Light Bondage: “For Your Eyes Only”

Bond, James Bond. For fifty years that has been the cinematic calling card of one of films most enduring heroes. Sure, Bond was born in books, but it was through film that he became a household name and one of the movies’ most enduring legends. He is a character so archetypal that he is bigger than the half dozen men who have played him across nearly two dozen films, and that kind of longevity is both unheard of and a little bit magical.

Light Bondage is my attempt to rewatch the series and try to recapture some of what made these movies worthwhile. I might not always succeed (I’m looking at you, Roger Moore!) but in this biweekly series of articles we’re going to take a ride through the time capsule of the last half century with the world’s most famous spy/action star.

For Your Eyes Only (1981)

I love these wide painted-art posters, I wish that was a thing movies still did.

I’m going to get a little reductive here: this movie is all the notable parts of Thunderball and On Her Majesty’s Secret Service but somehow done worse than either. And considering how I feel about Thunderball, that’s saying a lot.

There’s a plot here but it hardly matters: a British spy ship sinks with a computer the Russians want, and it’s a race to see who gets it first. This mostly involves Bond showing up to places and making a scene before going to another place to repeat the process. The formula has, at this point, become so rote I have a hard time remembering what exactly separates this movie from the last few. I’d feel bad, but then I remember that for people following along you’re all probably as sick of this mid-period Bond as I am, so I’ll try not to dwell on the specifics and instead talk about the things that crossed my mind watching the movie.

This is Roger Moore’s fifth outing as Bond, and it’s obvious from the beginning that there’s some sort of attempt to move away from the childishness of Moonraker into something a little more nuanced. The movie opens with him visiting the grave of his wife (which would be touching, I suppose, if it hadn’t mostly been forgotten than he even had a wife) and then quickly manages to dispatch Blofeld, long-standing archnemesis, once and for all in a pretty anonymous helicopter action scene before the opening credits.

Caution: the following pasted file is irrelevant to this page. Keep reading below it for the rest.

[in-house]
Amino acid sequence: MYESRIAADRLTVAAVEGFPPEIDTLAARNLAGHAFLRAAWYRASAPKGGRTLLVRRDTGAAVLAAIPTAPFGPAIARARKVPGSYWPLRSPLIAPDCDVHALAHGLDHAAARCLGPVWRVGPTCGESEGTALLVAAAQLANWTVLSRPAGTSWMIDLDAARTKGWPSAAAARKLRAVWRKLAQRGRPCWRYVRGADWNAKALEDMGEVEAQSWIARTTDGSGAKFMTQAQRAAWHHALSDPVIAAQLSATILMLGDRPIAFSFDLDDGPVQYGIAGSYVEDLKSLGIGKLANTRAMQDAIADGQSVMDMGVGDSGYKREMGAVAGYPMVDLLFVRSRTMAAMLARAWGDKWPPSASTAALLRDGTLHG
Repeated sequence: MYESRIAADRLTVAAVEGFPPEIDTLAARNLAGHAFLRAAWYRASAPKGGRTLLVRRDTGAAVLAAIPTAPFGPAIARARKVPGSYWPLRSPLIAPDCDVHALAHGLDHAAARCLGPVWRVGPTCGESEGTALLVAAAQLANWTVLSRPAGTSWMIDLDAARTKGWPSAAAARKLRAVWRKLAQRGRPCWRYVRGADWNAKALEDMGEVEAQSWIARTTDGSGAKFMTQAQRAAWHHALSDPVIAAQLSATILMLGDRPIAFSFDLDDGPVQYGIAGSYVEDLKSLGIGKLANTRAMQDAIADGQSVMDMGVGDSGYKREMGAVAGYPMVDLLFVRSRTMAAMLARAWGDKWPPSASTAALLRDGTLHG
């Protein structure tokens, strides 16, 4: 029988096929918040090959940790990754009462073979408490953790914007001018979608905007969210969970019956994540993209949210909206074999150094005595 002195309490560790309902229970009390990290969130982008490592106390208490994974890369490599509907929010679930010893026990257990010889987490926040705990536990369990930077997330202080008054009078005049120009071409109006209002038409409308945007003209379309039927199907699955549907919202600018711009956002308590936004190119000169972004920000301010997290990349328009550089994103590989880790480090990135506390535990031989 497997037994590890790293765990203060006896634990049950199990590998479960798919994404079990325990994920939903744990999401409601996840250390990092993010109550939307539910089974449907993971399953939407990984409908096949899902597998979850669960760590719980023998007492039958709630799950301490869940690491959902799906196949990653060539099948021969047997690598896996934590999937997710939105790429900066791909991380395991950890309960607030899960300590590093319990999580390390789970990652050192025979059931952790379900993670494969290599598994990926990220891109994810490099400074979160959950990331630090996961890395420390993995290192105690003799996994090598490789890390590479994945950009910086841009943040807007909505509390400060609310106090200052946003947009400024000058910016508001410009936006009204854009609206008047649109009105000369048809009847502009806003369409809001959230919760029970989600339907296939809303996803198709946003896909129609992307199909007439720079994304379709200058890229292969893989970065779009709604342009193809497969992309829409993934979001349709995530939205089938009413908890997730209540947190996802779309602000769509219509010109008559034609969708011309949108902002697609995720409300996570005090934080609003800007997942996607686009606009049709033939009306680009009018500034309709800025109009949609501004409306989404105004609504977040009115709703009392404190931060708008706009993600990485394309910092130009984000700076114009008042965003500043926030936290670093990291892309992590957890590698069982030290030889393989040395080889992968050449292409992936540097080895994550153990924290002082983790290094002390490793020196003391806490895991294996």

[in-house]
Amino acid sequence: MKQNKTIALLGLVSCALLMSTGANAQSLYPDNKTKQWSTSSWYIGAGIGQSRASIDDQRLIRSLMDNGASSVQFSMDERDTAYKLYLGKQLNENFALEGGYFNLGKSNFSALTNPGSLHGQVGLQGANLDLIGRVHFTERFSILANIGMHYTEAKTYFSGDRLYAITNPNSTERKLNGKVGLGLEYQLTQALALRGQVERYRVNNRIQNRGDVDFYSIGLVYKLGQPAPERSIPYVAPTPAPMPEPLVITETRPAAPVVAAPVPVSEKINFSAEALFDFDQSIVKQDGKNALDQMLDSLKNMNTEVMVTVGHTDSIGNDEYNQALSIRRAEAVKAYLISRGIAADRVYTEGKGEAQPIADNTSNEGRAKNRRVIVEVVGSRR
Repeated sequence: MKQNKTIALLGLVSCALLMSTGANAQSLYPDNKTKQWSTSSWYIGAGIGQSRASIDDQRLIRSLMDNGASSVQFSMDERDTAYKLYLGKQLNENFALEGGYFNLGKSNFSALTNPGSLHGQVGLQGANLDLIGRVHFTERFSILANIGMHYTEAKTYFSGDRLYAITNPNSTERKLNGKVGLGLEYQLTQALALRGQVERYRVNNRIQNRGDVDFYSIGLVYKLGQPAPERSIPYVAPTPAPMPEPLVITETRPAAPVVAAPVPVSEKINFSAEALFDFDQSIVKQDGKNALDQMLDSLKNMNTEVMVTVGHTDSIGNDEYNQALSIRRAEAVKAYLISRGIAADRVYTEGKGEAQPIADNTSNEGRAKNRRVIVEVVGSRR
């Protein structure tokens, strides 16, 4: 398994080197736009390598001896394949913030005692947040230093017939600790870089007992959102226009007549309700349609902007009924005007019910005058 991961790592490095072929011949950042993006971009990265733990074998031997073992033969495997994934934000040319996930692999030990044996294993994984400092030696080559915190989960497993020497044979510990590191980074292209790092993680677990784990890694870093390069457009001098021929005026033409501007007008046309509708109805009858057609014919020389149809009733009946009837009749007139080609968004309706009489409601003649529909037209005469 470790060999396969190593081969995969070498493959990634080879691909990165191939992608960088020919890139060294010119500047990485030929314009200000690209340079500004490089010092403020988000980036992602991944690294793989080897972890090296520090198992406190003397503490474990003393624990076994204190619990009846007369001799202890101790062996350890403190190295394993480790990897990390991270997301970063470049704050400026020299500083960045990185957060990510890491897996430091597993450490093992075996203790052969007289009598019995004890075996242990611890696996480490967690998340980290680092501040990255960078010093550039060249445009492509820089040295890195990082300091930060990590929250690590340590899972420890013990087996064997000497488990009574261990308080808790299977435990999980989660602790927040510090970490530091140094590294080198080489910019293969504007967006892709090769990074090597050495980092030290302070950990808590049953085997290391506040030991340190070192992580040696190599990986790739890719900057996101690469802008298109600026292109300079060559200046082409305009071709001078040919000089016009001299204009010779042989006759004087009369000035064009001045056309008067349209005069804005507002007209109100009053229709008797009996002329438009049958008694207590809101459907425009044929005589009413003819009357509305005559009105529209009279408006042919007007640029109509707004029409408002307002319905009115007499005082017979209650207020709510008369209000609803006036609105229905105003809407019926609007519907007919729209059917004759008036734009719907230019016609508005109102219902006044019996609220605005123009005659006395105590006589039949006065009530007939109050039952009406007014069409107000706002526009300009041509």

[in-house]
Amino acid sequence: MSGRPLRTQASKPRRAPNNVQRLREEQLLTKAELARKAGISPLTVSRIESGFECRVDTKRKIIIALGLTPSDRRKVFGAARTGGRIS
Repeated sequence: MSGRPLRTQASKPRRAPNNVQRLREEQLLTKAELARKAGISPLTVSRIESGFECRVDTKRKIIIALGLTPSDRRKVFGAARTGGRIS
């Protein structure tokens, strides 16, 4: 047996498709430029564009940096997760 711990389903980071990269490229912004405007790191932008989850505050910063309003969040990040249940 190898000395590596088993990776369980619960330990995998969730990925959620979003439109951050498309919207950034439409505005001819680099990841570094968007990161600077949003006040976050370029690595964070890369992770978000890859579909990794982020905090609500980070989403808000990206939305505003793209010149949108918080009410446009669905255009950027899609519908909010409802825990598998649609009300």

Hey, look, someone actually remembered! Too bad it’s used to hammer home a dumb message.

The rest of the movie is taken up with Bond talking a lot about revenge and how dangerous it is (more on that later) while stumbling around doing the same shit he always does. I’ve been unkind to Moore through most of his run as Bond, but it’s obvious at this point the material is just as much to blame, unwilling to commit to being anything outside of a simple profitable runtime formula that gets this movies churned out and butts in the seats. Moore isn’t a great Bond, but I think even a great actor would have a hard time making these movies work.

A lot of it is the changing roles of heroes in movies by this time. Blockbusters were a thing now, and movies were starting to skew younger, and the original Bondian womanizing seems vestigal at this point. I found myself thinking of Connery, not my favorite Bond by a long-shot, but certainly able to play a sort of restrained passion. He seemed predatory, at times, and while that has social quibbles it was at least a character trait, him lounging about and kissing ladies and being shirtless through much of his original five film run. Moore manages to turn Bond into something of a fuddy duddy, always dressed in turtlenecks to hide Moore’s developing old man wattle and mostly looking too old for the women who the scripts still dictate fall for him over and over.

It’s not like older men can’t be attractive, or that can’t be sold as some sort of sexy romance angle based around that. But aging action stars were handled differently then than they were now. Cruise looks good in MI:4, and believably is both rugged in the action bits and attractive enough to pull off the seduction bits, and he’s pushing 50. Moore, not that much older, manages to just look more bundled up, more heavily made up, and more regularly replaced by stuntmen in the action scenes he has. It just makes him look a bit silly, this nigh-grandfatherly sweater wearing older man going around shooting people and rock climbing and getting in weird ski races.

This girl spends most of her time in the movie trying to get into Bond’s pants. Also, she’s supposed to be 15. No, seriously, I’M NOT JOKING.

But at this point the movies are pretty unapologetic that they’re going after a younger audience. Otherwise I think they would try to hide their reuse of sequences and ideas more. It had been over a decade since On Her Majesty’s Secret Service had come out, and thus they trotted out almost every bit of the long, amazing ski-chase scene to be repeated in this movie, made sillier by a lack of the really impactful stuff and much more restrained direction, with an overuse of quick cuts to hide the lack of the original sequence’s scope. It ends up making what is kind of the movie’s only big action scene feel horribly reheated, spoiled by being left around and reused past the point when it was fit for consumption.